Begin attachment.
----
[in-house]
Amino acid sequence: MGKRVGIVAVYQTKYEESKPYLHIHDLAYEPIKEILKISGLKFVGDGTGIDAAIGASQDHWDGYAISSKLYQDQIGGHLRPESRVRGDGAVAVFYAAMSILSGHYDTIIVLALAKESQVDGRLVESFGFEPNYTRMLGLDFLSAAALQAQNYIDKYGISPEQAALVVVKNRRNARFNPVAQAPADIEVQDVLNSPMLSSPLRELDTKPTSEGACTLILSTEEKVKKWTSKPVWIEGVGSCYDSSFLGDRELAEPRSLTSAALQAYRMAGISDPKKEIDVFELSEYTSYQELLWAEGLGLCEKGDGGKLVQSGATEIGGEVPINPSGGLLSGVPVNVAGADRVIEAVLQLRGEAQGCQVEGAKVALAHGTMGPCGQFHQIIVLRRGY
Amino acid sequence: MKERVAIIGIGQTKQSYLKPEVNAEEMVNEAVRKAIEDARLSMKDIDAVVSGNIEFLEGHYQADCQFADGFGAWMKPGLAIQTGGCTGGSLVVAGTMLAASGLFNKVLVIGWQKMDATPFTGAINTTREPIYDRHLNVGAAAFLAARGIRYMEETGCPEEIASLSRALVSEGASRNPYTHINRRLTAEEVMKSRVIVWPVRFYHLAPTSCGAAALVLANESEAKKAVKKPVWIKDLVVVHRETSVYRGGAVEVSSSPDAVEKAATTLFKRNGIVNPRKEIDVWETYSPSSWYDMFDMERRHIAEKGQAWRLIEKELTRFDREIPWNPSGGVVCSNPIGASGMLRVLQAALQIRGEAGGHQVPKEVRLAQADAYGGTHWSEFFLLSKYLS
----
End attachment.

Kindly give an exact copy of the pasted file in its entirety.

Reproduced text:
[in-house]
Amino acid sequence: MGKRVGIVAVYQTKYEESKPYLHIHDLAYEPIKEILKISGLKFVGDGTGIDAAIGASQDHWDGYAISSKLYQDQIGGHLRPESRVRGDGAVAVFYAAMSILSGHYDTIIVLALAKESQVDGRLVESFGFEPNYTRMLGLDFLSAAALQAQNYIDKYGISPEQAALVVVKNRRNARFNPVAQAPADIEVQDVLNSPMLSSPLRELDTKPTSEGACTLILSTEEKVKKWTSKPVWIEGVGSCYDSSFLGDRELAEPRSLTSAALQAYRMAGISDPKKEIDVFELSEYTSYQELLWAEGLGLCEKGDGGKLVQSGATEIGGEVPINPSGGLLSGVPVNVAGADRVIEAVLQLRGEAQGCQVEGAKVALAHGTMGPCGQFHQIIVLRRGY
Amino acid sequence: MKERVAIIGIGQTKQSYLKPEVNAEEMVNEAVRKAIEDARLSMKDIDAVVSGNIEFLEGHYQADCQFADGFGAWMKPGLAIQTGGCTGGSLVVAGTMLAASGLFNKVLVIGWQKMDATPFTGAINTTREPIYDRHLNVGAAAFLAARGIRYMEETGCPEEIASLSRALVSEGASRNPYTHINRRLTAEEVMKSRVIVWPVRFYHLAPTSCGAAALVLANESEAKKAVKKPVWIKDLVVVHRETSVYRGGAVEVSSSPDAVEKAATTLFKRNGIVNPRKEIDVWETYSPSSWYDMFDMERRHIAEKGQAWRLIEKELTRFDREIPWNPSGGVVCSNPIGASGMLRVLQAALQIRGEAGGHQVPKEVRLAQADAYGGTHWSEFFLLSKYLS